11 September 2019

Merimbula's Back Lake turns brown - again

| Ian Campbell
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Back Lake, March 18, 2018. Photo: Christine Kaine Facebook.

Back Lake, March 18, 2018. Photo: Christine Kaine Facebook.

This week’s heavy rain has again polluted the waters of Back Lake (Back Lagoon) in Merimbula with runoff from the Mirador housing estate on the slopes above.

A spokesperson for Bega Valley Shire Council’s planning and environment team says, “Council inspected the Mirador and Back Lake area on Monday, following heavy rain over the weekend, and identified that sediment had left the Stage 10 Mirador development site.”

Almost 90 mm had fallen on Merimbula by that point, a further 34 mm was recorded on Tuesday.

While unable to comment specifically on this matter, Bega based Marine and Freshwater Environmental Scientist, Nicholas Yee, of Elgin Associates says seagrass communities can be impacted.

“While they are resilient and can cope with some sedimentation under natural conditions, any type of catchment disturbance has the potential to cause sediment runoff during significant rainfall, and if the scale of sediment runoff is large enough or sustained, it can bury seagrass beds which can flow on to impact the marine environment more broadly.”

Promotional material for the housing estate invites people to “Secure your piece of the Sapphire Coast’s most highly anticipated subdivision and relax knowing you’ve become part of the select view.”

On Monday morning, that ‘select view’ was a chocolaty brown colour from Christine Kaine’s window on the southern side of the catchment, a dramatic shift from the brilliant aqua of the Mirador promotional material.

“It’s very disturbing to see this happen again,” Ms Kaine says.

“In my mind, the developer should be taking some responsibility for this.”

In early February, similar rain overran soil and water management controls within the subdivision. At that time, Council staff directed the contractor to repair the breaches and enhance the existing controls.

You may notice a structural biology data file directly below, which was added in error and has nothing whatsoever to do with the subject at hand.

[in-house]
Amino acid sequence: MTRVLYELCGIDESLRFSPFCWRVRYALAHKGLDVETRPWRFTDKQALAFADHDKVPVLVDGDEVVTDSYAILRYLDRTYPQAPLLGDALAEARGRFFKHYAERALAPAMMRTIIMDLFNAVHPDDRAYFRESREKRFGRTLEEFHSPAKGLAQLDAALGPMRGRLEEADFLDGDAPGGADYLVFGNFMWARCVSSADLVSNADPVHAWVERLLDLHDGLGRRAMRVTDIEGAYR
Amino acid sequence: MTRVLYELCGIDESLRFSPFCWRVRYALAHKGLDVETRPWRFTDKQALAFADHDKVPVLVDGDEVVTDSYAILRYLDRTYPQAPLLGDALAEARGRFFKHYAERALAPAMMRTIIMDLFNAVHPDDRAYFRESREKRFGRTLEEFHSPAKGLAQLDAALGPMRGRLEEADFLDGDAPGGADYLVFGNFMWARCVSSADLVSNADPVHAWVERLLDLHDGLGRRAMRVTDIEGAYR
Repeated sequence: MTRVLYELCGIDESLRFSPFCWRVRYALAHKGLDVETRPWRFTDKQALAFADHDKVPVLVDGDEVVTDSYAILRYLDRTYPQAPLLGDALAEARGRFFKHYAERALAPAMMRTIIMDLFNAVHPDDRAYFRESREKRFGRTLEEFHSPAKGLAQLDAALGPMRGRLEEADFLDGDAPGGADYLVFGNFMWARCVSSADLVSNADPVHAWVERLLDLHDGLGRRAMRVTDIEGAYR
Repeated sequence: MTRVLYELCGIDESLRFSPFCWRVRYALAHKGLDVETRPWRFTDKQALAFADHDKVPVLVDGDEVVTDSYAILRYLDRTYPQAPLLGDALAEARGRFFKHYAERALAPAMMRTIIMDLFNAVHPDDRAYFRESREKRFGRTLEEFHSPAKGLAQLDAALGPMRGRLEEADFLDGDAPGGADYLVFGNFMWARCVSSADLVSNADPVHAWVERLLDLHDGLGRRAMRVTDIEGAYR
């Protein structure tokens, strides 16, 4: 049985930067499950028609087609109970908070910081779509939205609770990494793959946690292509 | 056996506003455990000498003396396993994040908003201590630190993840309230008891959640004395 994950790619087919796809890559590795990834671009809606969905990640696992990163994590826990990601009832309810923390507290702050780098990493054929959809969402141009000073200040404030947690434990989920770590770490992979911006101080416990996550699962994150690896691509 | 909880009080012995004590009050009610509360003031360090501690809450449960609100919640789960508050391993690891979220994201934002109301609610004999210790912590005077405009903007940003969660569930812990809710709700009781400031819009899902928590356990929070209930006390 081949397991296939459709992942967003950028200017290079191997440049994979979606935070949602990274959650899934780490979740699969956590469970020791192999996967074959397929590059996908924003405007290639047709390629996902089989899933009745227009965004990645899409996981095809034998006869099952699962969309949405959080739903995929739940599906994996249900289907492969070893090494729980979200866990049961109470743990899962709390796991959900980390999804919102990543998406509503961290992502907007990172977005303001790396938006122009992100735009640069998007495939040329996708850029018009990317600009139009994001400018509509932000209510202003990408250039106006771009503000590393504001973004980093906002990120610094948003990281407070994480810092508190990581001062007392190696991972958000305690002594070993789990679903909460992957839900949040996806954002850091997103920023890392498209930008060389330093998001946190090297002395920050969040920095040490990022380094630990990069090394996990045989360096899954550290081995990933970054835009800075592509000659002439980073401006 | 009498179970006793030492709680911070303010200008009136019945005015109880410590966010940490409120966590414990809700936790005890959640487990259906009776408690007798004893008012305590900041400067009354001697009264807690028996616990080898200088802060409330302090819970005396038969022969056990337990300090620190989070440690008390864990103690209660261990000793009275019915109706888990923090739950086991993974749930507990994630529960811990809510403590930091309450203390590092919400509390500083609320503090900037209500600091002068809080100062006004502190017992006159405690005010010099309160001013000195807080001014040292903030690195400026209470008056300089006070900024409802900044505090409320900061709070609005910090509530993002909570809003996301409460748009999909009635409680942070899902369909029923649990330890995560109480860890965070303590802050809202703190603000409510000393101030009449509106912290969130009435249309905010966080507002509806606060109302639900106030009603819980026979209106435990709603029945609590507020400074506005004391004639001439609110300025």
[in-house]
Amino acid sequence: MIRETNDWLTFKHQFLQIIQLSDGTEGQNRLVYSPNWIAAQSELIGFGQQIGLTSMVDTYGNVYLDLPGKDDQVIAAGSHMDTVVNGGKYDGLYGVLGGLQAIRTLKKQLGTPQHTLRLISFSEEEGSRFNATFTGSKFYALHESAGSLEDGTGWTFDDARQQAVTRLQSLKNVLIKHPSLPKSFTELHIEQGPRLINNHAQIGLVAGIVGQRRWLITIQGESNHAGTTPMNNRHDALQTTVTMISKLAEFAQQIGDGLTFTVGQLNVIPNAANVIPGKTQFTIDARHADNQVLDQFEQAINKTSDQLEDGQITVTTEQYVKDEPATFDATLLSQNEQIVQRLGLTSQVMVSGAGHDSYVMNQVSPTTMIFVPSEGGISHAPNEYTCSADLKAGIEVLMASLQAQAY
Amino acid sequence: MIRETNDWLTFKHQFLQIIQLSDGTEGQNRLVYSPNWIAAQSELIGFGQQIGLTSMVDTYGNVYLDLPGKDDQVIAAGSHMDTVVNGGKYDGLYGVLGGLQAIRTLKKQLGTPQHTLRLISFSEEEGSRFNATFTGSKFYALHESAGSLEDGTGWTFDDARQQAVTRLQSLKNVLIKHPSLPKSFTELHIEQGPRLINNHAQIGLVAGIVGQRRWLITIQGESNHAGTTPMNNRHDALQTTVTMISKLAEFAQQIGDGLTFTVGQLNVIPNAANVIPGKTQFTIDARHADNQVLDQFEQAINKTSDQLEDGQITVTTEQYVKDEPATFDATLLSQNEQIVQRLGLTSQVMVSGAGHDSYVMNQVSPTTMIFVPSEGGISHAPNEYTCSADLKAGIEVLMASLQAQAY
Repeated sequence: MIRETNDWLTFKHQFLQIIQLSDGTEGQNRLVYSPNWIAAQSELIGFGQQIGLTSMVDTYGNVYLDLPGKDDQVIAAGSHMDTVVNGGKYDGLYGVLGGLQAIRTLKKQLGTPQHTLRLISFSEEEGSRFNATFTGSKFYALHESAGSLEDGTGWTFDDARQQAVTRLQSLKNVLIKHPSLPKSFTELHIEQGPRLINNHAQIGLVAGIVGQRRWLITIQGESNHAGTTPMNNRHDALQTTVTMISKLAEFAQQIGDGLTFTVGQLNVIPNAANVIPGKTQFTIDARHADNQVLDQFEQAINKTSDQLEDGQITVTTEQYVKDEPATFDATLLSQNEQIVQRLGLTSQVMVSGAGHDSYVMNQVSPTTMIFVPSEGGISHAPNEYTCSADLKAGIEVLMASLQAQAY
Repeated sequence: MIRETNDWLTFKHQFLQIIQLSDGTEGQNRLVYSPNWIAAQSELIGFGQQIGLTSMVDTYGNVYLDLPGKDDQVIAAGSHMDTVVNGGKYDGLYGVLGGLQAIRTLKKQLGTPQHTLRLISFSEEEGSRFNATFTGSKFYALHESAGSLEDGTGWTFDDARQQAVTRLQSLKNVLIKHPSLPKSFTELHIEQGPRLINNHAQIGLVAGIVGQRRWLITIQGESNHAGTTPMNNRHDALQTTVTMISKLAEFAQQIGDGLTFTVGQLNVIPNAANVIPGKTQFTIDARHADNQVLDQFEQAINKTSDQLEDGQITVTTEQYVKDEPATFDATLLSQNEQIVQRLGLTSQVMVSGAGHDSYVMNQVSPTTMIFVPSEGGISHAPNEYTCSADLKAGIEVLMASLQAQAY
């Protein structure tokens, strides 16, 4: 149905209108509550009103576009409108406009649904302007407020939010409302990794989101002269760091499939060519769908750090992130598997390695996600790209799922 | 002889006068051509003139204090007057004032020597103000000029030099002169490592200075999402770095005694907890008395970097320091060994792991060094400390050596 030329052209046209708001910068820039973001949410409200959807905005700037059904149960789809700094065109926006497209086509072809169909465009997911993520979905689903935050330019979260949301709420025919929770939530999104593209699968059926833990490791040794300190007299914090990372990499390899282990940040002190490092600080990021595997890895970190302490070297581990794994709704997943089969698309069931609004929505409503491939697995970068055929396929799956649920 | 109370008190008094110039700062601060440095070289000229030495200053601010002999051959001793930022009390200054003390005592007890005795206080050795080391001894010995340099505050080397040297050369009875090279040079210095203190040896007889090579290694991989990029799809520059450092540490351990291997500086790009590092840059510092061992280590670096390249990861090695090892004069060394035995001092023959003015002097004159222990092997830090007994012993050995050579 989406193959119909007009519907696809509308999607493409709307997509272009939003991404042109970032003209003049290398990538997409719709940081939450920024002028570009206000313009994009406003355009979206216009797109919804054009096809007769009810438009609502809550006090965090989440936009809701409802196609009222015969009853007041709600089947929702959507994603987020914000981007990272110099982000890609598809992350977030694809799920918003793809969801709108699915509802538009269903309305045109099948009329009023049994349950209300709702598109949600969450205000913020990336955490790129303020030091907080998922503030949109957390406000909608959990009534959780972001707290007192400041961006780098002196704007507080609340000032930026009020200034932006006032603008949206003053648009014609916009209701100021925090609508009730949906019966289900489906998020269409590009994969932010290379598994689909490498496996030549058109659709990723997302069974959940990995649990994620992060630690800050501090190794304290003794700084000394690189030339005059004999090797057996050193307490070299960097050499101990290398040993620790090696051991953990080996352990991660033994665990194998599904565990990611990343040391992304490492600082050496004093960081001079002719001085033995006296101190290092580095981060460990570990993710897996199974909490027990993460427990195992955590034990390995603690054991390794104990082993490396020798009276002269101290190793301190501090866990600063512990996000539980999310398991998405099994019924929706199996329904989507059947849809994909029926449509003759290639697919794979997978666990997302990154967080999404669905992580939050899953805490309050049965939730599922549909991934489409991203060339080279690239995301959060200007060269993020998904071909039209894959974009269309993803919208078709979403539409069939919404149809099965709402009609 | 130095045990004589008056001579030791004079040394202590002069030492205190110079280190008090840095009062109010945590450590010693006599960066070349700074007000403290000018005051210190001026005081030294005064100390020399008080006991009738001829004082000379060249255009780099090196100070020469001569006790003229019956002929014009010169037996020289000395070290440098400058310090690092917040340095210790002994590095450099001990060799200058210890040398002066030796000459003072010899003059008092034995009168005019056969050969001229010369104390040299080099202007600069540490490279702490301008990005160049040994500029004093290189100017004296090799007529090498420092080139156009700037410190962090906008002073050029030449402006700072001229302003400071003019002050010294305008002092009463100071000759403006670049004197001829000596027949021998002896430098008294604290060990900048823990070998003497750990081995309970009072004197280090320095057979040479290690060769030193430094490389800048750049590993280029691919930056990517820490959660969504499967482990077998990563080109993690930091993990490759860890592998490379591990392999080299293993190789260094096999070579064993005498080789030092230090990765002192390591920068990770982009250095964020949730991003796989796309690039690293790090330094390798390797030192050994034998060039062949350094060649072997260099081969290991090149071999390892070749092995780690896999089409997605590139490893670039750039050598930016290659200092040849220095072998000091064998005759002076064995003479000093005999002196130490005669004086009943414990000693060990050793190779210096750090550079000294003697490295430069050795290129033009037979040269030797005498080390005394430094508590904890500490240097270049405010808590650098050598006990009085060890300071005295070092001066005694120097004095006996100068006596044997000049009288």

That has failed or hasn’t been done.

Back Lake at Short Point, Merimbula. Photo: Google.

Back Lake at Short Point, Merimbula. Photo: Google.

“Council has issued the contractor with a Prevention Notice under the Protection of the Environment and Operations Act,” Council’s spokesperson says.

“The order included a direction to immediately carry out works to address water runoff from the site and the stabilisation of disturbed areas.

“A meeting between Council staff and the developer identified immediate measures to be implemented and further action for longer-term soil and water management.

“Council will also be carrying out an audit of all individual construction sites within the Mirador area, and working with builders across the Shire to improve management of development sites.”

No fines have been issues at this stage, however, that option is one that could follow.

Stage 10 at Mirador features 36 lots ranging in size between 754 and 2,570 square metres. The development is backed by the Melbourne-based RCL Group, “a privately owned residential land developer holding a diversified portfolio of quality residential land projects across Australia and New Zealand.”

Region Media has approach RCL for comment.

Back Lake, March 20, after the lake was opened to the sea. Photo: Christine Kaine Facebook.

Back Lake, March 20, after the lake was opened to the sea. Photo: Christine Kaine Facebook.

On the back of rising water levels, Council opened Back Lake on Tuesday, with a muddy stream rushing out to sea.

“That would have had a flushing effect,” Mr Yee says “And may have stopped some of the suspended sediment from settling.”

Deputy Mayor, Mitchell Nadin says he’ll be taking the matter further at Council. “Where’s the incentive to follow any council DA consent conditions if there’s no punishment for breaking them?” he asks.

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Janet Reynolds5:52 pm 24 Mar 19

So terrible to see that beautiful lake in such a state. The aquatic life has to be affected resulting in ongoing problems. Residents must be extremely distressed. I imagine greed and cost cutting on behalf of Mirador must factor in this mess. Surely this type of possible environmental damage had to be considered in the planning of the development?

I’m sure the Council has an environment officer. The question is whether any one bothered to consult before approving development.

Stephen Grealy2:35 pm 22 Mar 19

“Fines are an option that could follow” – that is an appalling approach from a regulator. Developers certainly hold all the cards in Australia

Chris Boyton7:58 am 22 Mar 19

Oh hum once again the lack of real erosion protection measures n
The now disbanded Lakes and Foreshore Cotten pointed out problems with earlier stages of Mirador development to the then Shire Administrator Mr Calvert following similar events that impacted on both Back lake and Merimbula Lake

Measures were taken then to reduce impact of poor clearing practices and stop highly acidic aluminium loaded soil impacting on the marine environment
Where was BVSC when the land was cleared- very steep highly erodible souls?

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